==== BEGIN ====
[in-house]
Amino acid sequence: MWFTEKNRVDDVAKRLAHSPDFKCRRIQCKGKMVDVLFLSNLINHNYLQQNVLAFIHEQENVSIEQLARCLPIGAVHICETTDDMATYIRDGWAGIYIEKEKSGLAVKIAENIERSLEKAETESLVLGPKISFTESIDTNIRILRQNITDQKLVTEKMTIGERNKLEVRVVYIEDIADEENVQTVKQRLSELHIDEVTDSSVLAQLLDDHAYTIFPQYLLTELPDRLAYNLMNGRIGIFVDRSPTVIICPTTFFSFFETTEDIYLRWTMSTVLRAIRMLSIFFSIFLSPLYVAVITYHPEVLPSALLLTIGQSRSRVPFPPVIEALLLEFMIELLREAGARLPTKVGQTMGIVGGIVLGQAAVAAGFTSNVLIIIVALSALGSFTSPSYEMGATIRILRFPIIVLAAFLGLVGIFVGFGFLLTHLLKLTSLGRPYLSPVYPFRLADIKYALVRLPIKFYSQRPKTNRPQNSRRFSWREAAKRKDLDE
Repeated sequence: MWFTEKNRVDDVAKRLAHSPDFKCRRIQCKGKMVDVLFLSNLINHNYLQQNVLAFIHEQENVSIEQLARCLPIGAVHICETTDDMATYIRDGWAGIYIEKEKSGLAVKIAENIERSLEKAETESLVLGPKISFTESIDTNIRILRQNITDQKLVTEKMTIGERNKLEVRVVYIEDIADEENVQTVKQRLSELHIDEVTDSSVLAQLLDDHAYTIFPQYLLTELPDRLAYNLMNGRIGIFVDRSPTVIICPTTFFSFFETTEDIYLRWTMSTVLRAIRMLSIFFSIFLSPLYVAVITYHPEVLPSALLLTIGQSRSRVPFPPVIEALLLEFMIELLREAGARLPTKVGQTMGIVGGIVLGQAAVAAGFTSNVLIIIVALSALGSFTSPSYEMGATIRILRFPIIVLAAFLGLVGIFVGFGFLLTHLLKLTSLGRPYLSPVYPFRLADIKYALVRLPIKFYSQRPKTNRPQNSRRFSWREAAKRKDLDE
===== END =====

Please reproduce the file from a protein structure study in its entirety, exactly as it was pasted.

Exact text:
[in-house]
Amino acid sequence: MWFTEKNRVDDVAKRLAHSPDFKCRRIQCKGKMVDVLFLSNLINHNYLQQNVLAFIHEQENVSIEQLARCLPIGAVHICETTDDMATYIRDGWAGIYIEKEKSGLAVKIAENIERSLEKAETESLVLGPKISFTESIDTNIRILRQNITDQKLVTEKMTIGERNKLEVRVVYIEDIADEENVQTVKQRLSELHIDEVTDSSVLAQLLDDHAYTIFPQYLLTELPDRLAYNLMNGRIGIFVDRSPTVIICPTTFFSFFETTEDIYLRWTMSTVLRAIRMLSIFFSIFLSPLYVAVITYHPEVLPSALLLTIGQSRSRVPFPPVIEALLLEFMIELLREAGARLPTKVGQTMGIVGGIVLGQAAVAAGFTSNVLIIIVALSALGSFTSPSYEMGATIRILRFPIIVLAAFLGLVGIFVGFGFLLTHLLKLTSLGRPYLSPVYPFRLADIKYALVRLPIKFYSQRPKTNRPQNSRRFSWREAAKRKDLDE
Repeated sequence: MWFTEKNRVDDVAKRLAHSPDFKCRRIQCKGKMVDVLFLSNLINHNYLQQNVLAFIHEQENVSIEQLARCLPIGAVHICETTDDMATYIRDGWAGIYIEKEKSGLAVKIAENIERSLEKAETESLVLGPKISFTESIDTNIRILRQNITDQKLVTEKMTIGERNKLEVRVVYIEDIADEENVQTVKQRLSELHIDEVTDSSVLAQLLDDHAYTIFPQYLLTELPDRLAYNLMNGRIGIFVDRSPTVIICPTTFFSFFETTEDIYLRWTMSTVLRAIRMLSIFFSIFLSPLYVAVITYHPEVLPSALLLTIGQSRSRVPFPPVIEALLLEFMIELLREAGARLPTKVGQTMGIVGGIVLGQAAVAAGFTSNVLIIIVALSALGSFTSPSYEMGATIRILRFPIIVLAAFLGLVGIFVGFGFLLTHLLKLTSLGRPYLSPVYPFRLADIKYALVRLPIKFYSQRPKTNRPQNSRRFSWREAAKRKDLDE